I need a response to the below statement:
The underlying communication mistake starts before he opened his mouth or typed on a keyboard. It began with the self-management and social management skills he brought to his leadership role. It is labeled a communication mistake because pressure revealed his leadership character through poor communication. The first communication to Barry was sharper and blunter, but the second message also revealed deep mistrust and intimidation present in his management style. Also, it shows that as the CEO, he does not instinctively take responsibility for company problems. Tannenbaum sent the emails out of frustration and catalyzed fixing leaks, but more for personal emotional benefit than fixing the problem. He sent those emails the way he did, in poor judgment, because he has not thought through a crisis communications plan and management process (Kiger, 2016). They may have made him feel better and back in control as he thought they would catalyze a response, but they came out of emotional immaturity. They demonstrated the opposite of self-awareness and a mature decision-making process. However, before reviling Tannenbaum too much, the author should remember that his outburst is quite common and easy to fall into.
In terms of channels, an underlying communication mistake is to send his thoughts in writing via private email to a company email address. All company email is company property and easily accessible to company IT ‘whistleblowers.’
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Second, Tannenbaum should have taken time to cool off, then met with Barry face to face, talked over the phone if necessary, but not in writing. This is simply because email is the poorest channel for expressing highly dynamic content. It is quick to compose and send, yet it is just letters on a page and lacks the verbal tone, body language, and other channels. In addition, it is rapidly distributed. Tannenbaum should have taken some time to think himself, then talked through options with Barry in a closed-door meeting under attorney-client privilege. This is legally protected, and a breach is a legal offense. As for reaching out to the managers, if they cannot be summoned for a face-to-face meeting after Tannebaum calms down, he should have a video call where they can see and hear him, and he can listen to and see them. He can gauge their reactions in real-time as he carefully chooses his words, and he focuses on solving the problem instead of casting blame and looking for heads to roll (Daft, 2013). They can understand his concern over this issue and the threat to the organization. He can convince them that they are trusted partners in finding the leak, fixing it, and building a more robust culture of trust and adherence to confidentiality guidelines.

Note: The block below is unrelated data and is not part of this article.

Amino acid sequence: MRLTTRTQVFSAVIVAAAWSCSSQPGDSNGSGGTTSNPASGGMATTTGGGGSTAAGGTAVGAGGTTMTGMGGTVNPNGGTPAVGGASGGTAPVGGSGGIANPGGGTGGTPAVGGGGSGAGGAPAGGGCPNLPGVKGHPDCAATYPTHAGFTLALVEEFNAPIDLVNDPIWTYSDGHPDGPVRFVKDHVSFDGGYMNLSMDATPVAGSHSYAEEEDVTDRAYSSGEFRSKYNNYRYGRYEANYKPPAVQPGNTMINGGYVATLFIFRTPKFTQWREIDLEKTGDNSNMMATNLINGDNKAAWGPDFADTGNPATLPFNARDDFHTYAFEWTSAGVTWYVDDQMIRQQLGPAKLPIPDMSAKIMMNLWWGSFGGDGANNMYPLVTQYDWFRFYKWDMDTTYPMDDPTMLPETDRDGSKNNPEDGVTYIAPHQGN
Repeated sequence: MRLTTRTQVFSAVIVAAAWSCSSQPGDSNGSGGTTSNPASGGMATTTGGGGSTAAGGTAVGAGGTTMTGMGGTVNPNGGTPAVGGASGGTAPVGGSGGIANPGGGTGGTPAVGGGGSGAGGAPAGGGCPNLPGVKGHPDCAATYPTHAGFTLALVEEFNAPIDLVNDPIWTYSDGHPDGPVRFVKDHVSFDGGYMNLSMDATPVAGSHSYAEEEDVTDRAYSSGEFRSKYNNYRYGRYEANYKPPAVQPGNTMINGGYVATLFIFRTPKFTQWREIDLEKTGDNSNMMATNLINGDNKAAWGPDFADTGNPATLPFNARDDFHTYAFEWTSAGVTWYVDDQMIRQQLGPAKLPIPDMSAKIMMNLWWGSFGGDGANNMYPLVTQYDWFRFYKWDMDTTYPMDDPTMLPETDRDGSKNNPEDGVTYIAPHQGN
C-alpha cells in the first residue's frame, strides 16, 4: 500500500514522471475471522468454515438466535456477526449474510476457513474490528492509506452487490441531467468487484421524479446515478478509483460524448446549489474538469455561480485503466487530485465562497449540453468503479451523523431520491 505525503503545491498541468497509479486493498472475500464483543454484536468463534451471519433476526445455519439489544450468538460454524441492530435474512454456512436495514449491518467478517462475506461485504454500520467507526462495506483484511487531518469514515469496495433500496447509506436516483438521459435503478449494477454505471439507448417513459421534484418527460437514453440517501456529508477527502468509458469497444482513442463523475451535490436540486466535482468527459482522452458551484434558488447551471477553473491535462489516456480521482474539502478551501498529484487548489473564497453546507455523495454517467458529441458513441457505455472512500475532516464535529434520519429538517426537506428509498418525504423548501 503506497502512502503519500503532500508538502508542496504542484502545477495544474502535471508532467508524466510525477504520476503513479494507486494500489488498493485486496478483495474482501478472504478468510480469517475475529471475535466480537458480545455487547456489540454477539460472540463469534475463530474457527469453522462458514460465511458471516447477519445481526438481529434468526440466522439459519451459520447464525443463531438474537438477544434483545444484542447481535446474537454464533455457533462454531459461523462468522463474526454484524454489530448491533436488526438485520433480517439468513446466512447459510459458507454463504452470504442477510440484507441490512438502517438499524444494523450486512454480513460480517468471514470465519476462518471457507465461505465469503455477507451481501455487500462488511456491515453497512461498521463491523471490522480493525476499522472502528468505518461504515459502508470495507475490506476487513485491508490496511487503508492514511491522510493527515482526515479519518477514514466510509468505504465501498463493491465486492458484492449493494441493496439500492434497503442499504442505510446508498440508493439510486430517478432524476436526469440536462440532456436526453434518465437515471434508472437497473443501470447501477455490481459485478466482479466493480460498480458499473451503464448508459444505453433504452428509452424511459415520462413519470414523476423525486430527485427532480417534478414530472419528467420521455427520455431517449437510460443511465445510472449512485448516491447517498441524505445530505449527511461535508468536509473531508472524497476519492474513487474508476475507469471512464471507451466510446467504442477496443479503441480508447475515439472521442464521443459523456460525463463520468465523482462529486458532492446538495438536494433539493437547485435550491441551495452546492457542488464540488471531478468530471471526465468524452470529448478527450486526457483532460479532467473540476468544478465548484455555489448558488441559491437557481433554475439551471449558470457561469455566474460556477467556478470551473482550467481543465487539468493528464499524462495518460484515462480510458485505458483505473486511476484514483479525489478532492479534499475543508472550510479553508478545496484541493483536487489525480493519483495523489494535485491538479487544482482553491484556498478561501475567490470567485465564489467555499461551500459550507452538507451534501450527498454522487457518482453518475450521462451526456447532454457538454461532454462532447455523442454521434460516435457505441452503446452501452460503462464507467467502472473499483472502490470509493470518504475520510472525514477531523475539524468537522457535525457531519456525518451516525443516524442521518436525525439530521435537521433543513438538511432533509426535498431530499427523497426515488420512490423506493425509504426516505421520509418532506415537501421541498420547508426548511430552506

Third, Tannenbaum needs to start by owning the problem, not just the situation that has exploded, but the flaws in his management and communication style and the organizational issues that the security breach exposed (Kiger, 2016). The organization’s morale issue that resulted from his explosion needs to be addressed, but an apology without addressing the other problems will not improve morale.
First, Tannenbaum should think through his response with Barry and a few close-in managers who better handle organization morale and how people will respond. They should discuss trust, lack of security protocol adherence, management by intimidation, and communication. Out of that message planning session, Tannenbaum should call a face-to-face meeting with his managers to communicate directly to them his damage control efforts with a clear admission of his ownership of the problem. He should gather feedback from his managers; a group should distill this into a broader plan with staff. Given it’s a large toy company and Tannenbaum has been the longtime CEO, he’s probably done many things right, but he could be fossilized in his management skills and style (Daft, 2013). After receiving this feedback, a communications plan for building trust, adherence to confidentiality, and restoring organizational morale should be developed. This plan for organization morale should recognize that staff saw him intimidate and communicate distrust in a big way, and for Tannenbaum to change their minds and restore confidence as a leader, they need to see change.
In conclusion, a very realistic observation is that managers are often known for their brilliance in one area but genuine failings in another. The company may publicly acknowledge this and have confidence in Tannenbaum’s internal leadership style decrease but decide on his ability to design, dealing with external stakeholders, strategies in international markets, or others over time. Organization steps taken will show their choice and whether the organization and Tannenbaum will grow or instead choose to muddle through.
Kiger, D. (2016). Damage Control: How CEOs can Navigate a Business Crisis. Business2Community.com. https://davidrkiger.com/blog/damage-control-how-ceos-can-navigate-a-business-crisis/
Daft, Richard L.Management (p. 615). Cengage Learning. Kindle Edition.